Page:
Whole Foods Seeks ‘Organic’ Certification for Bodycare Products
By Bernice Hurst, Contributing Editor, RetailWire
The use of oil and petrochemicals
in manufacturing bodycare products is something not all consumers consider
when shopping. Additional confusion may be caused by the fact that some manufacturers
label their products "organic" despite
the presence of these ingredients. As yet, there is no official certification
for this term on non-food products; the USDA cannot police products that have
not been officially certified but choose to define themselves as organic.
Whole Foods Market has taken matters into its own hands, announcing that "all
personal care products and cosmetics making an organic claim
sold in its U.S. stores must be third-party certified by June 1, 2011."
means they must meet the USDA’s National Organic Program standard, the same
standard to which organic food must be certified under U.S. law. Products claiming "made
with organic ingredients" and "contains organic ingredients" must
also be certified.
Suppliers have until August 1, 2010 to explain how they will
change their labelling or formulations to comply with the new standard. Those
that don’t submit an explanation are expected to be dropped from store shelves
over the coming year.
"Our shoppers do not expect the definition of organic to change substantially
between the food and non-food aisles of our stores," said Joe Dickson,
quality standards coordinator for Whole Foods, in a statement. "We believe
that the organic claim used on personal care products should
have just as strong a meaning to the organic claim used on food
products, which is currently regulated by the USDA’s National Organic
A detailed list of requirements for all personal care products
using the word organic on
the product label followed his statement.
In recognition and praise of Whole
Foods’ new policy, the Organic Consumer’s
Association issued its own statement encouraging other retailers to follow
suit. Ronnie Cummins, its co-founder and executive director, described it as "a
major victory for people who want to stop washing petrochemical formulations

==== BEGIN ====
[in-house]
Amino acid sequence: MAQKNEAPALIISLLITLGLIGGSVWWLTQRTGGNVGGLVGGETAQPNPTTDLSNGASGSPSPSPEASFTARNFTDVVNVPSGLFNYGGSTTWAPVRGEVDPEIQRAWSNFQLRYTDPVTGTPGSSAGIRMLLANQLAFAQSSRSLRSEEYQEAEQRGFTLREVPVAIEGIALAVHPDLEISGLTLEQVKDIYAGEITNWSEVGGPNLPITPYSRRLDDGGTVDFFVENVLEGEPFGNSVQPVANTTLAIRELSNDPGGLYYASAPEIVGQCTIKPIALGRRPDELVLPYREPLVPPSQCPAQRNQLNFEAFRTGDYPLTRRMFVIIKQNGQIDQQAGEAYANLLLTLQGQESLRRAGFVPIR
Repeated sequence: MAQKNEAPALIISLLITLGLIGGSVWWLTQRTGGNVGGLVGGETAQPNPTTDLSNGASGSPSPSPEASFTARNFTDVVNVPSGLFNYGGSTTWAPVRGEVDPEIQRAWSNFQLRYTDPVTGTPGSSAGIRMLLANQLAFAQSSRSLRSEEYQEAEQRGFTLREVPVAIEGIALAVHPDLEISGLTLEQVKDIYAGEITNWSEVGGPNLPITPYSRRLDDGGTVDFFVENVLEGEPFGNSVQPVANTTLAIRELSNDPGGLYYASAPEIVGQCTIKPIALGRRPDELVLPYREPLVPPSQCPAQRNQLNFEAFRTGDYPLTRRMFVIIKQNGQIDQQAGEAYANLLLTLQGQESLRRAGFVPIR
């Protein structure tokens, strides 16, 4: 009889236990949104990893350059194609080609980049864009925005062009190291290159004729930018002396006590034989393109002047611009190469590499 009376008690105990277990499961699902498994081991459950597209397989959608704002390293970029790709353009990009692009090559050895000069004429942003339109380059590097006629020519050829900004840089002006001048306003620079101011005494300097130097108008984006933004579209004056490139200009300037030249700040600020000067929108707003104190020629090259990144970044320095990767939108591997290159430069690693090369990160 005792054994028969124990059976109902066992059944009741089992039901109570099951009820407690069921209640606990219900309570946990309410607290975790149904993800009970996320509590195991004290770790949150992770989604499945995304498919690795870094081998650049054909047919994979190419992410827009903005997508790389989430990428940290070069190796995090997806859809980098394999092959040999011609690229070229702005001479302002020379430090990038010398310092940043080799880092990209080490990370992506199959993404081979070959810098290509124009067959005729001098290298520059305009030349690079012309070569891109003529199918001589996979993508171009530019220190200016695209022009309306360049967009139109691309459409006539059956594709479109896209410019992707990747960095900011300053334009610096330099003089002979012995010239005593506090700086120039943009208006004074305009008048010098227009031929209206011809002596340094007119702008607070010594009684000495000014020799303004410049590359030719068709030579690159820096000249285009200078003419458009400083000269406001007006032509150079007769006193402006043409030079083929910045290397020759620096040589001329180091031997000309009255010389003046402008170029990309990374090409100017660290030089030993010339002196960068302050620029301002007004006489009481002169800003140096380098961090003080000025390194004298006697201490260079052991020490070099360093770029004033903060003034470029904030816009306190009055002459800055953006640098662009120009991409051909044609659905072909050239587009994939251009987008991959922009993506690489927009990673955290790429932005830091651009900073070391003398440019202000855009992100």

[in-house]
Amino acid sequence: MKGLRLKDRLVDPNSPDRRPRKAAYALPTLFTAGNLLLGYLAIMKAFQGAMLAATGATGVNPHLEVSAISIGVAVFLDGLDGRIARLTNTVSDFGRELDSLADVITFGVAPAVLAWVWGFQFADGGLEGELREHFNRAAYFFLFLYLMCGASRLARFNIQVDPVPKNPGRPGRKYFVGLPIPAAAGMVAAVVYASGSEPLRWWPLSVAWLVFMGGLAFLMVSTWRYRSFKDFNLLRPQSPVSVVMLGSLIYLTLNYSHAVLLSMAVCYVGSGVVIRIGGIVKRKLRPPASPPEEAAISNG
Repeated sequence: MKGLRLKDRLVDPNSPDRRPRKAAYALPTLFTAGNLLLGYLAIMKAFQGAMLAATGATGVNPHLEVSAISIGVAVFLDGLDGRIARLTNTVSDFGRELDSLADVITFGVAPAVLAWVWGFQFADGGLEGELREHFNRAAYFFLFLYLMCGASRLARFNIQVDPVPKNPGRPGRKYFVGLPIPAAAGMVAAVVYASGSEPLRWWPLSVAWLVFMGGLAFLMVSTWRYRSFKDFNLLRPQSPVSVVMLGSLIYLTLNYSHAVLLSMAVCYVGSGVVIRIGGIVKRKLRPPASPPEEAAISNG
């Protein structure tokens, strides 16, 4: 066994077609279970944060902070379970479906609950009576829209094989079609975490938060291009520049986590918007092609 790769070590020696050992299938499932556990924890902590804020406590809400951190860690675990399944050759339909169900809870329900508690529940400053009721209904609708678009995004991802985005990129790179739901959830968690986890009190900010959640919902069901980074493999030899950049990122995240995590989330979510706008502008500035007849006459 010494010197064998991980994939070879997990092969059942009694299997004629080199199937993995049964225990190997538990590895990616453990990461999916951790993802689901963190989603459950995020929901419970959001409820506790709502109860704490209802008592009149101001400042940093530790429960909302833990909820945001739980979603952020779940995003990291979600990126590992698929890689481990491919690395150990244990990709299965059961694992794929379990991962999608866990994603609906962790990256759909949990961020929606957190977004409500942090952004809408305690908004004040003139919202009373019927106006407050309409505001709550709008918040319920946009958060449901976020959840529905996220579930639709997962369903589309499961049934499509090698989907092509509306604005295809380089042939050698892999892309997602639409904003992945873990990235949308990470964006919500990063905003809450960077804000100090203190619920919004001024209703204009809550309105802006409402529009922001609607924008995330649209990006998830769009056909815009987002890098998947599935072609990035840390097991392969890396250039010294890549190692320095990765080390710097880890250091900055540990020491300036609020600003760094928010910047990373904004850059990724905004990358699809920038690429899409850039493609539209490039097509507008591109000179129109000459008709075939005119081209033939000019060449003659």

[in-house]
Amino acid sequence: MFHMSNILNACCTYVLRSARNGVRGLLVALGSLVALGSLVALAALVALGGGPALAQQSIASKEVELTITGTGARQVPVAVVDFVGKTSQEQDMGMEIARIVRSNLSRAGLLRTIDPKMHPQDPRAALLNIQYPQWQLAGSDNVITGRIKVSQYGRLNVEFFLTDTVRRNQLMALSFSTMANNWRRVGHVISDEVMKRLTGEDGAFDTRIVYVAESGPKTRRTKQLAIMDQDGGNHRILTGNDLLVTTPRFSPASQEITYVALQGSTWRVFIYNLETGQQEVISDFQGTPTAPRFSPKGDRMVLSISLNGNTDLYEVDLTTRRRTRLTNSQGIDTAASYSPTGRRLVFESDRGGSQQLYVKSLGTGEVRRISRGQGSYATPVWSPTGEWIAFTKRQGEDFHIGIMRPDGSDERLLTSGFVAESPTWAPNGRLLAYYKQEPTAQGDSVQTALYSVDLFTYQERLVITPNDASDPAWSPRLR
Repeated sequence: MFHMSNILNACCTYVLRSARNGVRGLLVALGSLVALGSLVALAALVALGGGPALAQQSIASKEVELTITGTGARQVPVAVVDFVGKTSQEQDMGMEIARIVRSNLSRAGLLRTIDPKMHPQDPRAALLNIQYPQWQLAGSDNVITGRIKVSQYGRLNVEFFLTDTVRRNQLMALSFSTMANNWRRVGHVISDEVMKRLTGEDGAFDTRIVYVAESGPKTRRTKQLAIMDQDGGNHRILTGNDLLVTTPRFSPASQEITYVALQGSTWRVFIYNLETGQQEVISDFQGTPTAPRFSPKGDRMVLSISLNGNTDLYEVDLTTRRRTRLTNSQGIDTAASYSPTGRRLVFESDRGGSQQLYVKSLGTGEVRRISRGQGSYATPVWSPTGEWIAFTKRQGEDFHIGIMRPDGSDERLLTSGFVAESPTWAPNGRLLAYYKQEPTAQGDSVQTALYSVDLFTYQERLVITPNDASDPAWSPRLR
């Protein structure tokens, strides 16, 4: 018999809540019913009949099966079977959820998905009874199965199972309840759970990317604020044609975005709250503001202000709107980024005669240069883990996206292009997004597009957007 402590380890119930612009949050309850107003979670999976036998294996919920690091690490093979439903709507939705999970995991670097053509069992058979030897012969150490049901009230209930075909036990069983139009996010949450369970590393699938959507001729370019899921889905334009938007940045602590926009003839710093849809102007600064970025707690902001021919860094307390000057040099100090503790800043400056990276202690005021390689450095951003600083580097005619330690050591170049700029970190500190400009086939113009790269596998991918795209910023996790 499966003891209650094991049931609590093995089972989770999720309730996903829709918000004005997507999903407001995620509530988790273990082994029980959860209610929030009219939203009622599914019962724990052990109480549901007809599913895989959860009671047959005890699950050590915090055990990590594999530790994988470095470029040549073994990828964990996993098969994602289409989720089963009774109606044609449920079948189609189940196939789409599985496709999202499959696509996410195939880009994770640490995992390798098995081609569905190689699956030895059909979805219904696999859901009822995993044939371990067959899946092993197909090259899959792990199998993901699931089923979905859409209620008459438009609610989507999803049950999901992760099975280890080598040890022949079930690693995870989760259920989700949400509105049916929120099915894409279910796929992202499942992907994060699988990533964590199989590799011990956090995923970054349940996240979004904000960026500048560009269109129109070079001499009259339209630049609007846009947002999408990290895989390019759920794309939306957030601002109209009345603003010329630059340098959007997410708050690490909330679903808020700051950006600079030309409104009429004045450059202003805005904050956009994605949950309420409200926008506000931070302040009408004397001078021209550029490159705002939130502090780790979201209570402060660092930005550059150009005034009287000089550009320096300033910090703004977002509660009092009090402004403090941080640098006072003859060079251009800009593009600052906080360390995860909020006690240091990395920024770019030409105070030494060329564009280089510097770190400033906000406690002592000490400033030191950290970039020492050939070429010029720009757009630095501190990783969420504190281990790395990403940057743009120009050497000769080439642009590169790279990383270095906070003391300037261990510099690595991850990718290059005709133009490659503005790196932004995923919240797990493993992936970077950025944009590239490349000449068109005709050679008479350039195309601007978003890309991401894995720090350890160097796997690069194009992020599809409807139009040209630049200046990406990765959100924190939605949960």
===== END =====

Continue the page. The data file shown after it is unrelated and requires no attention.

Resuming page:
all over their bodies and then down the drain." OCA has been orchestrating
a "Coming Clean Campaign" since 2004, trying to encourage selectivity
amongst retailers and regulation from the USDA, claiming that without accreditation, "the
main cleansing ingredients and preservatives are usually made with synthetic
and petrochemical compounds."
Discussion Questions: What do you think of mandated certification standards
for personal care products making organic claims? Should other retailers
follow suit? Is there strong consumer demand for organic and/or "natural" claims
around bodycare products?
[Author’s commentary] In addition to the
fury, grief and frustration generated by the disaster in the Gulf of Mexico
comes a growing awareness of the ways in which we use (and depend on) oil.
Over the past few years, many have realized that there is more to it than
the fuel used to transport products around the world and power the factories
that make those products. There has also been much publicity surrounding
its use in creating the packaging for said products. And, of course, transporting
the packaging to the products. But Whole Foods is conflating two separate
issues. Firstly, organic certification and how to ensure its consistency.
Secondly, removing petrochemicals from bodycare products. Achieving the second
may be a prerequisite and enabler for the first but lumping them together
in this way could be overly-complicated and counter-productive.
- Whole Foods Market and Personal Care Suppliers Bring Authenticity to Organic
Labeling – Whole Foods Market
- A Huge Step for Organic Body Care – Whole Foods Market
- Whole Foods Market Imposes One-Year Deadline on Brands to Drop Bogus Organic
Label Claims and Calls for Federal Regulation of Personal Care Products – Organic